Originally Posted by wXR
I don't doubt your concerns, but you lose me completely when you cite GitHub as a mere footnote. GitHub is no toy. You are clearly missing the most important thing about it, which is not something technical. GitHub provides a well-designed social network for software development. That is its greatest strength, and why it is the glue for almost all of today's most important projects. Without using it on a day-to-day basis, you wouldn't understand this at all. Indeed it might simply seem like a toy. But if you are really interested, I would strongly suggest that you participate in some active, open project hosted there. Only then will you have your own moment of gnosis.
Been there, done that. I'm no stranger to Git and certainly not to GitHub.
The problem is that as a tool you still have Git underneath that, and AmigaOS is a very strange beast which makes a very, very poor fit for the versioning model which underlies Git's architecture.
Please do not discount this, my statement, as the incoherent mutterings of a Git doubter who pines for the days when CVS ruled the roost and dinosaur herds were seen peacefully disemboweling each other by the stream next to the office.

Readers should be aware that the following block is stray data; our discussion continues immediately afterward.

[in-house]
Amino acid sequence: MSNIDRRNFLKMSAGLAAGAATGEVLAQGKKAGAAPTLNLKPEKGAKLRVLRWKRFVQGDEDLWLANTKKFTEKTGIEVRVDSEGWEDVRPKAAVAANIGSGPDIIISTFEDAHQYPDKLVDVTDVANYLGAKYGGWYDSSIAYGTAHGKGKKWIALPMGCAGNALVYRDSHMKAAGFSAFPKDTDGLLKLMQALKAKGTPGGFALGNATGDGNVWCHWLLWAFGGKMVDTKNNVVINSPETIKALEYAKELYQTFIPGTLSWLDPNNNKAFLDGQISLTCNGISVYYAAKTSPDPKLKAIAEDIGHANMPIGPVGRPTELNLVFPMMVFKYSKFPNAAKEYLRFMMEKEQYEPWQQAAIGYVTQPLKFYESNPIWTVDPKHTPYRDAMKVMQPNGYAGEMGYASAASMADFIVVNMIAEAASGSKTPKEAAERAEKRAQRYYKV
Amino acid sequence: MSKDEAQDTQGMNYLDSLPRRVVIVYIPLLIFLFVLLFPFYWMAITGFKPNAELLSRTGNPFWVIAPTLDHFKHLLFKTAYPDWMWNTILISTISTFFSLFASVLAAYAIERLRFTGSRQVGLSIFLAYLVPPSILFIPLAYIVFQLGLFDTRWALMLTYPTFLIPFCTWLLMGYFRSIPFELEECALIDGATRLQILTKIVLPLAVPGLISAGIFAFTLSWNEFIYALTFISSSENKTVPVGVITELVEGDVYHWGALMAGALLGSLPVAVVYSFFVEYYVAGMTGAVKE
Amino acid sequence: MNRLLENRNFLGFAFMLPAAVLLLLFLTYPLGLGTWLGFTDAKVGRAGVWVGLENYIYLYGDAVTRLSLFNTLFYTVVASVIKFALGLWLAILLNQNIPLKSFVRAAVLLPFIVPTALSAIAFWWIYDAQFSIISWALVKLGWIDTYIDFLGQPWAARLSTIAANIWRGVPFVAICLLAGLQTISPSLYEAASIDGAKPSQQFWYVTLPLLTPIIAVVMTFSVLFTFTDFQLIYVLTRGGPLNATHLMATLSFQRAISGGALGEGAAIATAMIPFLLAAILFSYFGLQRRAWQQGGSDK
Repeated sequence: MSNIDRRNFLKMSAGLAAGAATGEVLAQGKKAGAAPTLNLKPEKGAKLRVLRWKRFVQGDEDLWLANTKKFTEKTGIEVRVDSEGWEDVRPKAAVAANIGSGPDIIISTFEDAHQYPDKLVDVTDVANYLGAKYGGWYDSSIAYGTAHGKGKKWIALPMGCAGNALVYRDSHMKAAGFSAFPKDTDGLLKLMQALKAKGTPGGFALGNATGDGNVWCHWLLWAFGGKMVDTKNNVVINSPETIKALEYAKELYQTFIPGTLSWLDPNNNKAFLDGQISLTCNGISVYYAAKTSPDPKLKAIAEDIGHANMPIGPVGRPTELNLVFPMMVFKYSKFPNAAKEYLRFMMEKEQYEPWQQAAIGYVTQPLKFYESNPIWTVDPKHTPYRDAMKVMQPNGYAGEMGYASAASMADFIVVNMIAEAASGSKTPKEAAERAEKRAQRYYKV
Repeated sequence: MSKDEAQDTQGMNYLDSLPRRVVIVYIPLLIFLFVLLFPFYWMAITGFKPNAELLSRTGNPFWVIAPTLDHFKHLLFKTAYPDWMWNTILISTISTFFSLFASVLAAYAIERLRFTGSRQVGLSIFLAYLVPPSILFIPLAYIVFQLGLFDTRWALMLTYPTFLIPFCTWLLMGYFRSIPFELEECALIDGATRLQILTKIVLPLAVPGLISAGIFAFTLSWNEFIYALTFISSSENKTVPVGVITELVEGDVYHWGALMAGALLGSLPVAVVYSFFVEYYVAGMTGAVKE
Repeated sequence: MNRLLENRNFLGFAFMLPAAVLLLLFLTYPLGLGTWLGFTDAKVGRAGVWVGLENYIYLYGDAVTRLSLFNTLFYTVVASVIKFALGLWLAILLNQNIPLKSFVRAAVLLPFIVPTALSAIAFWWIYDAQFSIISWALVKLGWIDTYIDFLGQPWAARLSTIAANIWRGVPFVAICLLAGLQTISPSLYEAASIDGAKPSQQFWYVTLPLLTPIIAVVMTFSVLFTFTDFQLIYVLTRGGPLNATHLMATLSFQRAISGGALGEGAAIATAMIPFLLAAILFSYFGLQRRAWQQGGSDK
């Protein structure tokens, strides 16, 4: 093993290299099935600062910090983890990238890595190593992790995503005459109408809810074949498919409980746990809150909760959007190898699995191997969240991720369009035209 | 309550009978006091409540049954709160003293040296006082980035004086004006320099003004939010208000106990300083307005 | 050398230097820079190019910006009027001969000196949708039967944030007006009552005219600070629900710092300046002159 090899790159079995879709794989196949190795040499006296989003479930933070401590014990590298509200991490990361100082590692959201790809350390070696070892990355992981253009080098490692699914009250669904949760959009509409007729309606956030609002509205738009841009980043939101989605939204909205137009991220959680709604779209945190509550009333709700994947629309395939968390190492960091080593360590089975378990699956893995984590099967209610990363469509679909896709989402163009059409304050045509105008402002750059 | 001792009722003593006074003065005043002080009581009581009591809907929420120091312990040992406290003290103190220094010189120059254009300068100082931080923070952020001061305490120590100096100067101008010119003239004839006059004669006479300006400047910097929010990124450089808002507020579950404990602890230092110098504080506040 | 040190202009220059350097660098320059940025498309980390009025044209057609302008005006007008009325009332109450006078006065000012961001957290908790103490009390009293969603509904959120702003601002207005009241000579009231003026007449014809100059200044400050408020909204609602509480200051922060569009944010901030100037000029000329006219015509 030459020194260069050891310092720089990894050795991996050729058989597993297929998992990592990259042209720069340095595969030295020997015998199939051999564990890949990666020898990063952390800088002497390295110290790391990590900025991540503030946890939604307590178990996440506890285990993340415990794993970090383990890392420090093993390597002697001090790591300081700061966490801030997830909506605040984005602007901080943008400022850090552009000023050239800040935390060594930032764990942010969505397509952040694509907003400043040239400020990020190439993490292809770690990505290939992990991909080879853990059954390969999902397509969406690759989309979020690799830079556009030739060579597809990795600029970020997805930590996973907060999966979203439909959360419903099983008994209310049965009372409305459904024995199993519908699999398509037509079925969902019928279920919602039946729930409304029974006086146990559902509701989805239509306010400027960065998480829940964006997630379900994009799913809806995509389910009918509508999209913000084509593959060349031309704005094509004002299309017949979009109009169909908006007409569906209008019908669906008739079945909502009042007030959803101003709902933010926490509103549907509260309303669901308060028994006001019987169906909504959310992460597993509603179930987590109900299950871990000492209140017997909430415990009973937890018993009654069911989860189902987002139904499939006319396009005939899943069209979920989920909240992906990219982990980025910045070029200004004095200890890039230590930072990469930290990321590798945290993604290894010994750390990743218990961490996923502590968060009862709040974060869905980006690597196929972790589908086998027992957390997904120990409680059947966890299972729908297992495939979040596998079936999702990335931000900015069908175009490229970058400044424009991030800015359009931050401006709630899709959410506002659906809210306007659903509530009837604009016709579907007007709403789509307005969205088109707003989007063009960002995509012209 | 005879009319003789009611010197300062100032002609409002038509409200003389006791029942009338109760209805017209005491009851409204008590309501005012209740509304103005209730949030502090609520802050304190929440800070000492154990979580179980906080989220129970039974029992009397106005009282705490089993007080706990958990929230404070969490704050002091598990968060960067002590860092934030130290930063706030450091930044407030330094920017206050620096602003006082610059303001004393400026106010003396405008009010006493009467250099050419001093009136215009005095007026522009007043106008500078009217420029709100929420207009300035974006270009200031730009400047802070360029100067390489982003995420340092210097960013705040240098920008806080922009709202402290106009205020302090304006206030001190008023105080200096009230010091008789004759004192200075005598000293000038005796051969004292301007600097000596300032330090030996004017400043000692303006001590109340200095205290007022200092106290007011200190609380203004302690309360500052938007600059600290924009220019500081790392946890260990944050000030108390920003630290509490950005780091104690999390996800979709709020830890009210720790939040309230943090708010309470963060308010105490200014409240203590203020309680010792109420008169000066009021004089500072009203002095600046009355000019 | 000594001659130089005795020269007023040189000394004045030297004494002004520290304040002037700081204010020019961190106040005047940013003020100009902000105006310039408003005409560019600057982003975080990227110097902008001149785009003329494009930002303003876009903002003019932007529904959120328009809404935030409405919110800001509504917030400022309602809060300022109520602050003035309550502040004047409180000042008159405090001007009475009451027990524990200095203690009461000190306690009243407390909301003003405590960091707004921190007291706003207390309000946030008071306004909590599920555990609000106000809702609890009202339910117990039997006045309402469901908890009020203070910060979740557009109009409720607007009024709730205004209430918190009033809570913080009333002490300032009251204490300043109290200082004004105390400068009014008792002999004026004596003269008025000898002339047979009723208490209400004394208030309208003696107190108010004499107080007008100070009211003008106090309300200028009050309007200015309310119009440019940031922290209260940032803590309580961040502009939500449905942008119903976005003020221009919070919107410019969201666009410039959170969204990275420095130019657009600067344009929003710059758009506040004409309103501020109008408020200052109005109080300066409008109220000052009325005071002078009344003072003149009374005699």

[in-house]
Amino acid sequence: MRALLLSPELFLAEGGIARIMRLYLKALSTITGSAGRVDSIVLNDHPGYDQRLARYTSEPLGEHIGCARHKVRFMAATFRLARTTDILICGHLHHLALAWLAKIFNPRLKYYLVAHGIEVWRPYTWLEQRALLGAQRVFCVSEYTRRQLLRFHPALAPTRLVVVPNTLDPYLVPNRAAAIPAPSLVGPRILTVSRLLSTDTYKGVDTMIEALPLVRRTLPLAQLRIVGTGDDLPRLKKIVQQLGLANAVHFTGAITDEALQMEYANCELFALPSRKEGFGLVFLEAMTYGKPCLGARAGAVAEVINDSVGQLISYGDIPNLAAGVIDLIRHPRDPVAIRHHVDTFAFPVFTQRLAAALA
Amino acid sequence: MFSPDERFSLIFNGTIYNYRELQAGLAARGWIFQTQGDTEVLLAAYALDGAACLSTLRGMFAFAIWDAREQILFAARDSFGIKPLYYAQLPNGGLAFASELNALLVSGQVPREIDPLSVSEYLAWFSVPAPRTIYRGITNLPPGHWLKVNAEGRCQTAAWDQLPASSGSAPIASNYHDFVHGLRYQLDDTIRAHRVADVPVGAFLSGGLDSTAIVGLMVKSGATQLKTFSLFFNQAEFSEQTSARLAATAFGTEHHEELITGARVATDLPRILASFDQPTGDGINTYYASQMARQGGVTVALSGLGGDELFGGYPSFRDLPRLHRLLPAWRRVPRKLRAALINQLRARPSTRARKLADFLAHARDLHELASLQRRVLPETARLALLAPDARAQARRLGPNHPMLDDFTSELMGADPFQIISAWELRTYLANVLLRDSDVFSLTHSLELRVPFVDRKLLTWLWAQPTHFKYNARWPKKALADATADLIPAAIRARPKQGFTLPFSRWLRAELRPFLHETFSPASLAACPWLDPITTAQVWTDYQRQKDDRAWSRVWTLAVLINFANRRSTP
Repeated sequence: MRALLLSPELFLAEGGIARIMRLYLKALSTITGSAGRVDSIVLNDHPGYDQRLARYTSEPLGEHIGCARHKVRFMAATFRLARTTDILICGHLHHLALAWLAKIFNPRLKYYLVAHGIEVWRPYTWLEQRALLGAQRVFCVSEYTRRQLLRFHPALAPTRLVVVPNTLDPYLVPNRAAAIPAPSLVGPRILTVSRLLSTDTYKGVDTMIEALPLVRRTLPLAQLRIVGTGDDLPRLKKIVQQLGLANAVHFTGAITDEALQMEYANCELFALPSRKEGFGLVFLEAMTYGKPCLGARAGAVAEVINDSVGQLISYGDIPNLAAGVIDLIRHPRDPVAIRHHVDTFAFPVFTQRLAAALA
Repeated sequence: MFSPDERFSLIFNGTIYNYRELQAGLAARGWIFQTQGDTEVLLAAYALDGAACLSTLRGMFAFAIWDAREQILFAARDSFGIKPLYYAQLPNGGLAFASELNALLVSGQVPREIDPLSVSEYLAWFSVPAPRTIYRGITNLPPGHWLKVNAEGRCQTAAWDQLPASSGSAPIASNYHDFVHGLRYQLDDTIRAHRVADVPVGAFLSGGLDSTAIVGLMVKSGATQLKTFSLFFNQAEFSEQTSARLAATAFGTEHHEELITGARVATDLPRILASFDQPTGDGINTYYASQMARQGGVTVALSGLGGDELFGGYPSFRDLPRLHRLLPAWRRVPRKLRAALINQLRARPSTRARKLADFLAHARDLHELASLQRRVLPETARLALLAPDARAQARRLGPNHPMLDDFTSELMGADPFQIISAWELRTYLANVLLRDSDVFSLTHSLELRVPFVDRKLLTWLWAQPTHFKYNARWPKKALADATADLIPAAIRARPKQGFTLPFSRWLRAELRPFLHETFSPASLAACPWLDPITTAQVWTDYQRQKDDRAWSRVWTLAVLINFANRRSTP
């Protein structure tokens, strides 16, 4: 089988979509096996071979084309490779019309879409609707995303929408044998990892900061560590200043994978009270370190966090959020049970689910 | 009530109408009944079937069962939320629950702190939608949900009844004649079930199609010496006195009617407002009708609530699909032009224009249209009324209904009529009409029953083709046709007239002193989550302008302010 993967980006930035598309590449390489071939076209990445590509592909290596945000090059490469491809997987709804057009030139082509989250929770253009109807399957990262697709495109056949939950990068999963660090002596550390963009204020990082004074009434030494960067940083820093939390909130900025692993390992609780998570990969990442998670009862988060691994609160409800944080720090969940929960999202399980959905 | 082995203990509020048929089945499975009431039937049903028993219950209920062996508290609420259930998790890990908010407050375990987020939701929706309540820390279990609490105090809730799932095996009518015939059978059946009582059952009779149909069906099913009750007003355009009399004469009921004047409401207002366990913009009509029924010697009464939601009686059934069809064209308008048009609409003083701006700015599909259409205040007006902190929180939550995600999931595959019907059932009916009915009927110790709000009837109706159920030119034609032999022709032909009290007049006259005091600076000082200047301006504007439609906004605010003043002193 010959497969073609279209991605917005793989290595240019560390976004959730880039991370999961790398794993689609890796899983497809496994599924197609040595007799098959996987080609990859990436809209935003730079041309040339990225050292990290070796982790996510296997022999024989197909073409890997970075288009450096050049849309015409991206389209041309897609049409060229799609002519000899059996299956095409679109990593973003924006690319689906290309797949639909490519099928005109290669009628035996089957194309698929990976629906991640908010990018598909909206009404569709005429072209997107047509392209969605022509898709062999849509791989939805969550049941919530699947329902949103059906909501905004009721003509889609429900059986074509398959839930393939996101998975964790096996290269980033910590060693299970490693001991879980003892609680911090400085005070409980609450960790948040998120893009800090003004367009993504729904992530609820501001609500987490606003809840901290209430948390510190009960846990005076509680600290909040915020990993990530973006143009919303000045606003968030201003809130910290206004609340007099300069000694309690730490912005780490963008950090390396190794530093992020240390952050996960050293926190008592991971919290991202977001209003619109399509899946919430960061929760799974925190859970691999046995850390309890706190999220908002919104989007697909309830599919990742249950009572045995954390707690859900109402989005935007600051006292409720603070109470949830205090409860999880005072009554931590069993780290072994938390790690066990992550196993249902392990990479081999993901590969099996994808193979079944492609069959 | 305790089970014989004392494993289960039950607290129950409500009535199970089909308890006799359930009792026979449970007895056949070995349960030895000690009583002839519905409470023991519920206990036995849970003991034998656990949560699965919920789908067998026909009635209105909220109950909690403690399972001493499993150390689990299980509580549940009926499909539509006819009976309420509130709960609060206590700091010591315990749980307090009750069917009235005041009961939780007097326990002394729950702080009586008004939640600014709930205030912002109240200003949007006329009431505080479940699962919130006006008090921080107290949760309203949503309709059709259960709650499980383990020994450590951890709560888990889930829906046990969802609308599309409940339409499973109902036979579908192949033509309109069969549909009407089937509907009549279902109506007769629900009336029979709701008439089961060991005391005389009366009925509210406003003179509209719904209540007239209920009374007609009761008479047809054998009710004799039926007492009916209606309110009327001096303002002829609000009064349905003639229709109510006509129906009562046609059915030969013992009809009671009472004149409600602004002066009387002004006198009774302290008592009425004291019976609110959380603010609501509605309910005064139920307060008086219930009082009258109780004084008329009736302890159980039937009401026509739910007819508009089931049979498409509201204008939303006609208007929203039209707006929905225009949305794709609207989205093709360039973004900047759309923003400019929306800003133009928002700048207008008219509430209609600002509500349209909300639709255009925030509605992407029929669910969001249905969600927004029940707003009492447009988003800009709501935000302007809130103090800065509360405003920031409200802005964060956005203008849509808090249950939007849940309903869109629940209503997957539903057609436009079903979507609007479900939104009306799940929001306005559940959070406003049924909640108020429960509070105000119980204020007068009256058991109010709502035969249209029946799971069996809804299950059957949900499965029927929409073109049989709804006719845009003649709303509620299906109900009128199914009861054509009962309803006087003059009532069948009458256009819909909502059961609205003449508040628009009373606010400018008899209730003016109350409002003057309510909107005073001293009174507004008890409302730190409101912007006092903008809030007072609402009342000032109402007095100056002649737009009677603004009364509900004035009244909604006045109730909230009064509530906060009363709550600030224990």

The AmigaOS source code history goes back to 1985, and they did things differently then with RCS, which was converted to CVS, then to SVN over the years by yours truly. Each single component of the operating system has a change history completely separate from all other components. Individual versions are tagged, and (this is the fun part) there are numerous components which use the same version tag (e.g. "V36_4"), but these version tags do not refer to the same release. These tags just mark spots on the timeline of the individual component's development history.
To the best of my knowledge, SVN is the only model which allows the for AmigaOS code change history to be preserved as it is. We did ponder switching to Git, but so far the structure and layout of the whole thing resisted conversion.
And, as I wrote, there is no Git client for AmigaOS. One can still, however, conveniently use the SVN client, which in the case of AmigaOS allows for subtrees to be checked out as needed.